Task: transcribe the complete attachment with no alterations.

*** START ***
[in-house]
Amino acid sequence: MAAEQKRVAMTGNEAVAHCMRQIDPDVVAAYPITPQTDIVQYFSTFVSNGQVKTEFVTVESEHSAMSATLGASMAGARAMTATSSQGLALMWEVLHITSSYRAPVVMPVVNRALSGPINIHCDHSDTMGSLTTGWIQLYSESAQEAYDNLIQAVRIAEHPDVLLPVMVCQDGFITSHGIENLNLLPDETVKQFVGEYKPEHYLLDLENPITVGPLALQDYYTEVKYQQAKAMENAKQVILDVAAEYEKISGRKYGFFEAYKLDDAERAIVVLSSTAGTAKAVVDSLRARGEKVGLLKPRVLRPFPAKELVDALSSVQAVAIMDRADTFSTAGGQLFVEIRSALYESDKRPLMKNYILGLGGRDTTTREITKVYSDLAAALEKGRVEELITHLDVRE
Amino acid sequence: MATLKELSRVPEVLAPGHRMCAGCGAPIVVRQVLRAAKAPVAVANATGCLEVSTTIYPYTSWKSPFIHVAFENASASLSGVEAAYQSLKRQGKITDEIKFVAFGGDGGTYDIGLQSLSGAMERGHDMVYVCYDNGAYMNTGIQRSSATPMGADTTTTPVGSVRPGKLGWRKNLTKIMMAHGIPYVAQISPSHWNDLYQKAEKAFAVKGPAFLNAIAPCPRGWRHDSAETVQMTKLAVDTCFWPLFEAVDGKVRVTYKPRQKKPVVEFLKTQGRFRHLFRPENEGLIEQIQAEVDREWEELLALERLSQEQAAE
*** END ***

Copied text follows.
[in-house]
Amino acid sequence: MAAEQKRVAMTGNEAVAHCMRQIDPDVVAAYPITPQTDIVQYFSTFVSNGQVKTEFVTVESEHSAMSATLGASMAGARAMTATSSQGLALMWEVLHITSSYRAPVVMPVVNRALSGPINIHCDHSDTMGSLTTGWIQLYSESAQEAYDNLIQAVRIAEHPDVLLPVMVCQDGFITSHGIENLNLLPDETVKQFVGEYKPEHYLLDLENPITVGPLALQDYYTEVKYQQAKAMENAKQVILDVAAEYEKISGRKYGFFEAYKLDDAERAIVVLSSTAGTAKAVVDSLRARGEKVGLLKPRVLRPFPAKELVDALSSVQAVAIMDRADTFSTAGGQLFVEIRSALYESDKRPLMKNYILGLGGRDTTTREITKVYSDLAAALEKGRVEELITHLDVRE
Amino acid sequence: MATLKELSRVPEVLAPGHRMCAGCGAPIVVRQVLRAAKAPVAVANATGCLEVSTTIYPYTSWKSPFIHVAFENASASLSGVEAAYQSLKRQGKITDEIKFVAFGGDGGTYDIGLQSLSGAMERGHDMVYVCYDNGAYMNTGIQRSSATPMGADTTTTPVGSVRPGKLGWRKNLTKIMMAHGIPYVAQISPSHWNDLYQKAEKAFAVKGPAFLNAIAPCPRGWRHDSAETVQMTKLAVDTCFWPLFEAVDGKVRVTYKPRQKKPVVEFLKTQGRFRHLFRPENEGLIEQIQAEVDREWEELLALERLSQEQAAE